President Obama has appointed an eminently well-qualified nominee in Elena Kagan to be the next Justice on the United States Supreme Court. It is a bit odd that she has had aspirations her entire life to become a member of the Supreme Court yet, for some reason, chose a career path where she has never actually been a judge. One cannot help but wonder why her career has meandered in so many directions, but I am sure we will get an answer during the nomination hearing. No doubt there will be many questions and musings on the matter. At this point, I guess it would be better to stay curious and refrain from judgment.
The last 5 failed nominations to the Supreme Court were all made by Republican Presidents. Nixon had failures with Clement Haynsworth and Harold Carswell primarily because of the nominees’ tracks records with respect to civil and women’s rights. Reagan had a notorious and somewhat unexpected failure with Robert Bork for two reasons – his advocacy of constitutional originalism and his role as acting Attorney General in the firing of Archibald Cox in the Saturday Night Massacre. Reagan also had a failure with Douglas Ginsberg, whose name was withdrawn, after he confessed to having smoked some dope back in his student days. And, finally, George W. Bush had a failure with Harriet Miers when it was widely determined that, in addition to having never been a judge, she was simply unqualified for the position.
With media scrutiny so intense since the days of LBJ, one wonders why the vetting process for High Court nominees has been so poor. One would naturally think that a Supreme Court nomination is an act that the Office of the President would want to spend some considerable time planning – for example, similar to national disaster relief contingency plans. On the other hand, maybe that is exactly why it doesn’t work so well. Judging from the national responses to 9/11, Katrina, New Orleans, and various other calamities, the Executive planning process has not worked so well there either. On the other hand, maybe a nomination is a different planning animal entirely. It could be that until the spotlight is truly on someone, you just never know what is going to happen – either from within or from beyond.
The advice and consent process that we have all come to be so familiar with, particularly since the Bork days, could best be described as an iterative and monotonous one and not purely a contentious one. The process never seems to get re-scripted; it just seems to be re-played over and over. The Senate Judiciary Committee questioning process itself has been honed to almost a precise formulaic set of questions – many probative, some just plain annoyingly unanswerable. In the former group we can expect interrogatories on judicial activism, legislative power, due process, the Establishment Clause, and federalism with respect to the Commerce Clause and the 14th amendment. In the latter, we will hear probings about gay rights, abortion, campaign financing, and other constitutional issues likely to be confronted by the Court now or in the near-term. Bottom line is that the nominee needs to be well-prepared in constitutional theory and case-law, show a calm and even judicial temperament, and show some signs of just being oneself (but not overly so).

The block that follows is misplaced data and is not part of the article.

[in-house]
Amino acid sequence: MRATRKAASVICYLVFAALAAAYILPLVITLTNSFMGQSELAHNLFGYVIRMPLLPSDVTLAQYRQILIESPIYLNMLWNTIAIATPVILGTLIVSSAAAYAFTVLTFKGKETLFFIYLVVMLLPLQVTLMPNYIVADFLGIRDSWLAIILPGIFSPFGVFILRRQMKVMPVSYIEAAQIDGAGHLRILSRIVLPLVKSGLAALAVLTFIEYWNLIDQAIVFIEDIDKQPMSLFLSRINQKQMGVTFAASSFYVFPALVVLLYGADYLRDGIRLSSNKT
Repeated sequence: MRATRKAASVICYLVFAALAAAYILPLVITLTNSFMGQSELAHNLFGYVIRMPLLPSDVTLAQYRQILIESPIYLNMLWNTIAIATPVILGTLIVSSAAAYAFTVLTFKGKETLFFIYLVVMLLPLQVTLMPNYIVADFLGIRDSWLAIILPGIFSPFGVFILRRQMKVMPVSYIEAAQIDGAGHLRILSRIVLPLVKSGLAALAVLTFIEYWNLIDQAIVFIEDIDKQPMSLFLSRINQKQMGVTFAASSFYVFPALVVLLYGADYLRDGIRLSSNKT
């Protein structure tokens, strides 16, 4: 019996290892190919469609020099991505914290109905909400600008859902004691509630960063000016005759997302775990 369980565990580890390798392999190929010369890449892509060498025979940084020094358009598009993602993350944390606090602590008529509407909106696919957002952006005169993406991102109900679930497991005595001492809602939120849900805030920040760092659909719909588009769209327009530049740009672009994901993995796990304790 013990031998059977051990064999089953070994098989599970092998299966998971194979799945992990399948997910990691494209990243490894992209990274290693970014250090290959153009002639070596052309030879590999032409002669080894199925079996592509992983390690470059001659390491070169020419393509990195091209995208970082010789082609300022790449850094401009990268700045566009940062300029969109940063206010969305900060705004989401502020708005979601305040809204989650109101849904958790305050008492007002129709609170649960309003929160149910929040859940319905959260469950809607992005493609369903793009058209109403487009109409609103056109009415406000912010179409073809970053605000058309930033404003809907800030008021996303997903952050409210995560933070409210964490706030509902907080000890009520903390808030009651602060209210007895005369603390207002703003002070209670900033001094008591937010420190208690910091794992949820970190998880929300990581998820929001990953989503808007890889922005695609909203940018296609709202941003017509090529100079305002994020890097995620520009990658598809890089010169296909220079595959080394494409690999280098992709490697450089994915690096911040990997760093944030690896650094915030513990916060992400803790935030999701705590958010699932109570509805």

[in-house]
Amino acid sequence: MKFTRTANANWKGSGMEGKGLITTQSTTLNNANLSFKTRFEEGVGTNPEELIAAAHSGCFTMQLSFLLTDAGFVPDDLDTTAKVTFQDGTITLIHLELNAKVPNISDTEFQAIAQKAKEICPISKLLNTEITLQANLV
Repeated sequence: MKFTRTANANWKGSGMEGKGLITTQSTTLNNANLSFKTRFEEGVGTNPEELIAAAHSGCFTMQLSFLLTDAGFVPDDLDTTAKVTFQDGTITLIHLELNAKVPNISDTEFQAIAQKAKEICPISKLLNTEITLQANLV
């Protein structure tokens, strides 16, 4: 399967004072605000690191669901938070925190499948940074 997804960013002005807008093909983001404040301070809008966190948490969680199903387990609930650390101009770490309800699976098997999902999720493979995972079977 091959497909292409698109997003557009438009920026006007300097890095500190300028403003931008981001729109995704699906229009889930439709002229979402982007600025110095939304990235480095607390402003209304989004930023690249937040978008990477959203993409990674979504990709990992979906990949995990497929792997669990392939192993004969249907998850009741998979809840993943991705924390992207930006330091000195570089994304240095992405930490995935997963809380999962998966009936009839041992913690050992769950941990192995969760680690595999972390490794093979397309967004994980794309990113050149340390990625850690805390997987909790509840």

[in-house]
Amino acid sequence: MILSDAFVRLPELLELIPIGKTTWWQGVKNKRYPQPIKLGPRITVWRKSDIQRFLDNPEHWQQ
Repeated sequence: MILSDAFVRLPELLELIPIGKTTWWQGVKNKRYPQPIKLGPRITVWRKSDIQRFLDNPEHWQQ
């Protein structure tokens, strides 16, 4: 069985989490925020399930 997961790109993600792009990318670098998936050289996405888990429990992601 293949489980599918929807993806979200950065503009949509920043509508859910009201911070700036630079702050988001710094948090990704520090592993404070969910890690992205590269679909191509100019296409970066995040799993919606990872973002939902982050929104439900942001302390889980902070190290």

Luckily for this nominee, the Senate has been (and continues to be) overwhelmed by financial matters of immense proportion. Having been through the throes of the financial meltdown, TARP, auto manufacturer bailouts, health care reform, and the synthetic derivative mess with Goldman Sachs and the investment banking bunch, the nomination process might be a welcome relief for the Senate to take a break to do something that it knows how to do. To say that financial oversight has not been the strong suit of the United States Senate is not an understatement. That has been fully confirmed during the recent hearings of the Senate Permanent Subcommittee on Investigations. On the other hand, it could cut the other way for nominee Kagan. Some of the Senate’s other political problems might roil over to her hearing. Let’s hope that will not the case.
Just for fun, how about some predictions: